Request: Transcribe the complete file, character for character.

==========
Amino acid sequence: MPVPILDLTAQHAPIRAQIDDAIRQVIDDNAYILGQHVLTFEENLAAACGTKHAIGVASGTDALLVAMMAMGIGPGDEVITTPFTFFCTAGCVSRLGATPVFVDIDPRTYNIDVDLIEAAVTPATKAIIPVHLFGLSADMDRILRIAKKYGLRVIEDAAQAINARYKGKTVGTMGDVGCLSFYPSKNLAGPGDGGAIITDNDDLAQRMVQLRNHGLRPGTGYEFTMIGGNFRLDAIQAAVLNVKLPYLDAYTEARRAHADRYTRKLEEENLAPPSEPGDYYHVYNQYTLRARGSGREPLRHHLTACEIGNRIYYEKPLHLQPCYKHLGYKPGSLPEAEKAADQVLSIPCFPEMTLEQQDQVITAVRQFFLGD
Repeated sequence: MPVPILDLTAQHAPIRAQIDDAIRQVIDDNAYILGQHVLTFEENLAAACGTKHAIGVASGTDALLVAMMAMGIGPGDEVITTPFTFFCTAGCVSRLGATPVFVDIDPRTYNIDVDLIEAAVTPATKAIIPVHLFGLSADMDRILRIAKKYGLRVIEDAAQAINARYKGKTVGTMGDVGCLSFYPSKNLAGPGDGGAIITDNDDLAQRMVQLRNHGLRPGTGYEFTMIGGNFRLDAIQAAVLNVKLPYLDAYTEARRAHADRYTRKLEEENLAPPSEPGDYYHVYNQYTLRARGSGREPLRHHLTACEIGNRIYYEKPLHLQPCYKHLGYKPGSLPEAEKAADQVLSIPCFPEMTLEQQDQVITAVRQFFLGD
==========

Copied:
Amino acid sequence: MPVPILDLTAQHAPIRAQIDDAIRQVIDDNAYILGQHVLTFEENLAAACGTKHAIGVASGTDALLVAMMAMGIGPGDEVITTPFTFFCTAGCVSRLGATPVFVDIDPRTYNIDVDLIEAAVTPATKAIIPVHLFGLSADMDRILRIAKKYGLRVIEDAAQAINARYKGKTVGTMGDVGCLSFYPSKNLAGPGDGGAIITDNDDLAQRMVQLRNHGLRPGTGYEFTMIGGNFRLDAIQAAVLNVKLPYLDAYTEARRAHADRYTRKLEEENLAPPSEPGDYYHVYNQYTLRARGSGREPLRHHLTACEIGNRIYYEKPLHLQPCYKHLGYKPGSLPEAEKAADQVLSIPCFPEMTLEQQDQVITAVRQFFLGD
Repeated sequence: MPVPILDLTAQHAPIRAQIDDAIRQVIDDNAYILGQHVLTFEENLAAACGTKHAIGVASGTDALLVAMMAMGIGPGDEVITTPFTFFCTAGCVSRLGATPVFVDIDPRTYNIDVDLIEAAVTPATKAIIPVHLFGLSADMDRILRIAKKYGLRVIEDAAQAINARYKGKTVGTMGDVGCLSFYPSKNLAGPGDGGAIITDNDDLAQRMVQLRNHGLRPGTGYEFTMIGGNFRLDAIQAAVLNVKLPYLDAYTEARRAHADRYTRKLEEENLAPPSEPGDYYHVYNQYTLRARGSGREPLRHHLTACEIGNRIYYEKPLHLQPCYKHLGYKPGSLPEAEKAADQVLSIPCFPEMTLEQQDQVITAVRQFFLGD